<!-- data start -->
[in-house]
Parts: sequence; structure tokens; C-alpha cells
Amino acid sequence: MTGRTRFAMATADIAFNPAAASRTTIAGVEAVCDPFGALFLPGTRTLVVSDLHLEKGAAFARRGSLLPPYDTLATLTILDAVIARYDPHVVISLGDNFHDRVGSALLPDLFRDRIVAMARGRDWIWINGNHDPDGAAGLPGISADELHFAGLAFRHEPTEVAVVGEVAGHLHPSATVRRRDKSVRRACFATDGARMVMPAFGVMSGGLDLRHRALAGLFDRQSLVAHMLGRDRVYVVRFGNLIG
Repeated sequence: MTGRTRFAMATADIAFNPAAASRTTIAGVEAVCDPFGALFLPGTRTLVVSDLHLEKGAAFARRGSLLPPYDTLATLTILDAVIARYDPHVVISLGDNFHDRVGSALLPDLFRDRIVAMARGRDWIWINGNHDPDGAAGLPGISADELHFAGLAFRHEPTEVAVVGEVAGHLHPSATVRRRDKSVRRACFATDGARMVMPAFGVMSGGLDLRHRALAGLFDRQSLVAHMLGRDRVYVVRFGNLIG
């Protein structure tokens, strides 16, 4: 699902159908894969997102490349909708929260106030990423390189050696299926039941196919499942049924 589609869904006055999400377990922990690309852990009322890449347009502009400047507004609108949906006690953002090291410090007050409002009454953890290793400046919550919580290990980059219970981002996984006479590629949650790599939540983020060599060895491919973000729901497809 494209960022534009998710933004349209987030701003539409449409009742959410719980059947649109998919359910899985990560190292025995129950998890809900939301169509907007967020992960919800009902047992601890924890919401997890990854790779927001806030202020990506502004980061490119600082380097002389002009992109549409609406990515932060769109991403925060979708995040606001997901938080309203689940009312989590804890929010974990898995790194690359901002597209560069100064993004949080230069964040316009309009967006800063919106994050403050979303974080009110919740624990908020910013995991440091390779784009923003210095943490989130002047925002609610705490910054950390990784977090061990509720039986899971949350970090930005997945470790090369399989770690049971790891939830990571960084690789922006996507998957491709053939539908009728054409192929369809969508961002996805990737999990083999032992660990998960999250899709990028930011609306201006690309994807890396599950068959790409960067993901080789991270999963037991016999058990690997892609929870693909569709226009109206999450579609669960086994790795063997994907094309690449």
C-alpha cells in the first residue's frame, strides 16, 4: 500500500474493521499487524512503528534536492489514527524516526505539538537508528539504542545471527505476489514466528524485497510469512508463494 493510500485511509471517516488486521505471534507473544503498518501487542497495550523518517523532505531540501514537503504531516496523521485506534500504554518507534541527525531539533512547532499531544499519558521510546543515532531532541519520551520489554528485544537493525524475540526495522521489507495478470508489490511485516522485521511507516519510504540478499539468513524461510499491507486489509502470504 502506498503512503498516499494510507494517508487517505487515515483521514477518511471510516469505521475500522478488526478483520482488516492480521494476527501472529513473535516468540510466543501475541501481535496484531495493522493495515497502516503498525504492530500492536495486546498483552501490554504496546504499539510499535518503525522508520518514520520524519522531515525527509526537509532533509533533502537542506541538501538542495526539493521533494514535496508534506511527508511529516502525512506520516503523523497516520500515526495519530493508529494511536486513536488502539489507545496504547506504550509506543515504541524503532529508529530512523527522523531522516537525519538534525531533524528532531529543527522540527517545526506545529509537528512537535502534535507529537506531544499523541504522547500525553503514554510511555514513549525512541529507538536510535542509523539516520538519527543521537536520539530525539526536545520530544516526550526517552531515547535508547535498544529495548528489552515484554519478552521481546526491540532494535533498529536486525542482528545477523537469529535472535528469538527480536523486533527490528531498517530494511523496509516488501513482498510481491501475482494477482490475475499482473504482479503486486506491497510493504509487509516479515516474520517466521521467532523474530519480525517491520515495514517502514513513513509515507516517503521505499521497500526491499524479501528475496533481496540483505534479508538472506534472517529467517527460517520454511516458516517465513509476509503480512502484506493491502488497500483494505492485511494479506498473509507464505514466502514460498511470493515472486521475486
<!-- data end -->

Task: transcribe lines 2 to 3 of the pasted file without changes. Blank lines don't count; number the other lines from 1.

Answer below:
Parts: sequence; structure tokens; C-alpha cells
Amino acid sequence: MTGRTRFAMATADIAFNPAAASRTTIAGVEAVCDPFGALFLPGTRTLVVSDLHLEKGAAFARRGSLLPPYDTLATLTILDAVIARYDPHVVISLGDNFHDRVGSALLPDLFRDRIVAMARGRDWIWINGNHDPDGAAGLPGISADELHFAGLAFRHEPTEVAVVGEVAGHLHPSATVRRRDKSVRRACFATDGARMVMPAFGVMSGGLDLRHRALAGLFDRQSLVAHMLGRDRVYVVRFGNLIG